Saturday 17 July 2021

It was a hot day. A Magpie sensibly stayed in the shade of a tree.

Most of the small birds were sheltering too. There was a view of a Goldcrest inside a holly tree near the bridge ...

... while a family of Long-Tailed Tits passed overhead. This is one of the young ones.

The pair of Chiffchaffs near the Italian Garden have nested again, and could be seen flying in and out of a hawthorn tree looking for insects for their young.

A young Carrion Crow, still with blue eyes, looked hot on the parapet.

I gave it a peanut in the shell to see if the bird had learnt how to open it. It hadn't, so I shelled the nut and gave it back. Even then the little crow was having difficulty. It will learn quickly.

The usual Jay here has no such problem, and followed me down the path to get as many peanuts as possible.

Ahmet Amerikali got a good shot yesterday of the Reed Warbler nesting under the Italian Garden ...

... and a Wren at the Lido.

One of the young Grey Herons at the island stared down intently from a post.

The Coots' nest built against the mooring post of the tern raft on the Long Water has been commandeered by a heron to use as a fishing platform.

The Great Crested Grebe chick from the bridge prodded its mother to encourage her to find a fish for it, but she wasn't feeling energetic.

The four Mute cygnets on the Long Water cruised in an orderly procession.

One of the blond Egyptian teenagers preened its pale wings. Egyptian Geese have very large wings for their size, for no apparent reason.

The fountain pools in the Italian Garden contain Common Carp in three sizes -- tiny fry, young fish about 3 inches long, and adults weighing around 15 lb (5 kg).

A pair of Black-Tailed Skimmers mated on the edge of the Serpentine. It's a complicated process taking several minutes, here seen at its end when they suddenly disengaged and flew away.

A Common Blue Damselfly rested on an iris leaf in the Italian Garden.

A Honeybee worker browsed on Mexican Orange flowers in the Rose Garden. The pollen she had collected was bright orange. I wonder whether that is the colour of the pollen of these white flowers, since bees usually stick to one kind of flower at a time.


  1. Are Egyptian Goose wings inordinately large? They have a smaller average wingspan than a Barnacle Goose, though the latter is lighter on average. They have a higher average weight to wingspan ratio than a Shelduck, though a considerably lower one than a Cormorant or a Muscovy Duck.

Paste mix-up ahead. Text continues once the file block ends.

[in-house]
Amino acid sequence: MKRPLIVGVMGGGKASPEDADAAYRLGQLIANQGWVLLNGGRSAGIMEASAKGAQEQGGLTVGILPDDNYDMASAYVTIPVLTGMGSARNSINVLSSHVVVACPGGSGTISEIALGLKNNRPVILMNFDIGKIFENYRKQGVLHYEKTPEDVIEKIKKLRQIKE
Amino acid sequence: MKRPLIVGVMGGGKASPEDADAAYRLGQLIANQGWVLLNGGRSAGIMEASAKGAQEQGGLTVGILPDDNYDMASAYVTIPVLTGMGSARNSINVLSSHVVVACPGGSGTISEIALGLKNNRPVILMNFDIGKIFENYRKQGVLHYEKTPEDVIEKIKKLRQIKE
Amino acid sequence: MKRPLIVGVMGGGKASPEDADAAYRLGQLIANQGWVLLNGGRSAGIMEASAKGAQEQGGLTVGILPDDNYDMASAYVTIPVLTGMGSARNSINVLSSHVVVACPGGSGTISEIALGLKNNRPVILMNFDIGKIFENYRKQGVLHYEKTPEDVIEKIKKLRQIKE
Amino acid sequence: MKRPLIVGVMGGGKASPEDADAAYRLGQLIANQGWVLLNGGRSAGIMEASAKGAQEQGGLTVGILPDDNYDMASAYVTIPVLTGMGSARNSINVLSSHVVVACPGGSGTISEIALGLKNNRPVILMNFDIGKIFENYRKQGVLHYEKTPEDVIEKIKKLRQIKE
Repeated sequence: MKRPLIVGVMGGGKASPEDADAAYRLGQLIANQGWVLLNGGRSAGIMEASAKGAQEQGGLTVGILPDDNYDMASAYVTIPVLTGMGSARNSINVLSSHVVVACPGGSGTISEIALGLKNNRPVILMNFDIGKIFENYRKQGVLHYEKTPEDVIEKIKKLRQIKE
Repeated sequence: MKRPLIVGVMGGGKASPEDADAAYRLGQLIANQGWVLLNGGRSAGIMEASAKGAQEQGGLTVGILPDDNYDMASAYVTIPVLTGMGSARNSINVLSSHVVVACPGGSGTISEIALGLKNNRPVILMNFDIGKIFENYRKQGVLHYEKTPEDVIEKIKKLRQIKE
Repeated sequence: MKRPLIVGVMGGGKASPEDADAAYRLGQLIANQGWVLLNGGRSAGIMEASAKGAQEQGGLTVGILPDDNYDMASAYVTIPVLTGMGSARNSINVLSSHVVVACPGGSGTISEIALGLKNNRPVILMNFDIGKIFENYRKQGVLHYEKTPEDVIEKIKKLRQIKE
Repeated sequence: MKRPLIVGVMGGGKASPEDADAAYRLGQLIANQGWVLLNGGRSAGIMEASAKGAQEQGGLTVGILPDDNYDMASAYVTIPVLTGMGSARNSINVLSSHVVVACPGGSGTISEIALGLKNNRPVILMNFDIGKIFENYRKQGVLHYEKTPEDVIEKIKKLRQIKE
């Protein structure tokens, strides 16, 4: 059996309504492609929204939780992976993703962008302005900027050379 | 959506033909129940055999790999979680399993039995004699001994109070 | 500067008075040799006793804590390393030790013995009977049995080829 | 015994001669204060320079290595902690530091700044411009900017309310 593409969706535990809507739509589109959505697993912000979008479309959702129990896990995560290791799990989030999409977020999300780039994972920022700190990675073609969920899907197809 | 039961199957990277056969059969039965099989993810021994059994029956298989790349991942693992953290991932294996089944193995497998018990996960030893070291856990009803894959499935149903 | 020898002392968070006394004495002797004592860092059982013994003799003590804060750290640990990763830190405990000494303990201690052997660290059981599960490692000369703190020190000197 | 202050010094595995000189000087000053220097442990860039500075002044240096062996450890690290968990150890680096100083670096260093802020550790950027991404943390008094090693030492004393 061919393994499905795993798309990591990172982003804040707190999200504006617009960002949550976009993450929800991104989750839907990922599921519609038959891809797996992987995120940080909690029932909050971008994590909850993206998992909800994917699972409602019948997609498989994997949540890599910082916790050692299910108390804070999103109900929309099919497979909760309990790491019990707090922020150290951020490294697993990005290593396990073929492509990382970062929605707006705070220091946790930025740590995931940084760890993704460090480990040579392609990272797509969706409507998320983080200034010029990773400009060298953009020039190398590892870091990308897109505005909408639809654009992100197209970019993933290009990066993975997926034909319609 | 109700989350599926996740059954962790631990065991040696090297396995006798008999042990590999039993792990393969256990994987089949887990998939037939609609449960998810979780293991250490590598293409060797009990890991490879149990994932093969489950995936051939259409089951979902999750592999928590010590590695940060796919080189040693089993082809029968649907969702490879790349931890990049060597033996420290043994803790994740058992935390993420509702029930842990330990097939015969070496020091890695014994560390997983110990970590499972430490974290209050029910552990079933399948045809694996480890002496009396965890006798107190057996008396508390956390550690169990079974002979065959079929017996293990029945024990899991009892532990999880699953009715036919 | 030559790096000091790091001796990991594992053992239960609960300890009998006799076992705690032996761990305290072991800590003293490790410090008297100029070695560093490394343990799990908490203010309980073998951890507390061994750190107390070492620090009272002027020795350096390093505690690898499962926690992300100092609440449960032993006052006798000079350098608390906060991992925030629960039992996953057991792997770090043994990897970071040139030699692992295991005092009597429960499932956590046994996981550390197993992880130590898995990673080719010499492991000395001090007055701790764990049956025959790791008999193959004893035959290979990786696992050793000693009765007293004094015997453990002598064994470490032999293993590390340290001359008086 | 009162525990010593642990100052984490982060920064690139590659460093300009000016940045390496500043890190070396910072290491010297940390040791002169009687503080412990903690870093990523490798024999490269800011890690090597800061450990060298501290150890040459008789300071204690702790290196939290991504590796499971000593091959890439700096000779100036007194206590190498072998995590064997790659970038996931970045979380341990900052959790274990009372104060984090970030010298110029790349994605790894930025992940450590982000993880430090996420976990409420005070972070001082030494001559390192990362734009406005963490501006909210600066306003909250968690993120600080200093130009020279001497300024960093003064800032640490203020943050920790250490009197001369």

Seeing extraordinary numbers of a small hoverfly in a north London garden, hope to get back with identification. Jim

    1. I don't know. Wingspan is only one dimension. Just from looking at them you get the impression of a medium-sized bird with wings that are quite long and very broad, so the wing loading seems low.

    2. I agree the wings look relatively large for members of the duck clade, but although they aren't called upon for some of the migratory feats of the true geese, no doubt the wing strength is an asset when fighting for territory/mates/nest sites v. other species/defending young. I wonder if there is a size threshold above which the benefits of larger wings in such regards prevails over smaller wings' advantages in diving away from danger, unless you are a specialist surface-diver e.g. Eider, Merganser, Cormorant, Diver. Jim

  2. The Grebe mother must have been very tired to ignore the chick's insistent prodding so. She looks ready to doze off where she is.

    There is something very endearing about a clumsy young crow. A silly adult crow is a metaphysical impossibility. Reality would implode on itself.

    1. Oh, crows can be silly when they feel like it. They have ridiculous squabbles, more horseplay than real fighting, and roll around on the ground. And look at this.

    2. Great crow fun, thanks for the link.

    3. Hooded crows are as intelligent as they are evil, and if they are Russian, as that one is, doubly so!

    4. I think evil is attainable only by humans. Even after watching this.

    5. God, the use of the music!!! Whoever it is ought to get an oscar.

    6. I usually hate added music, but this is superbly done.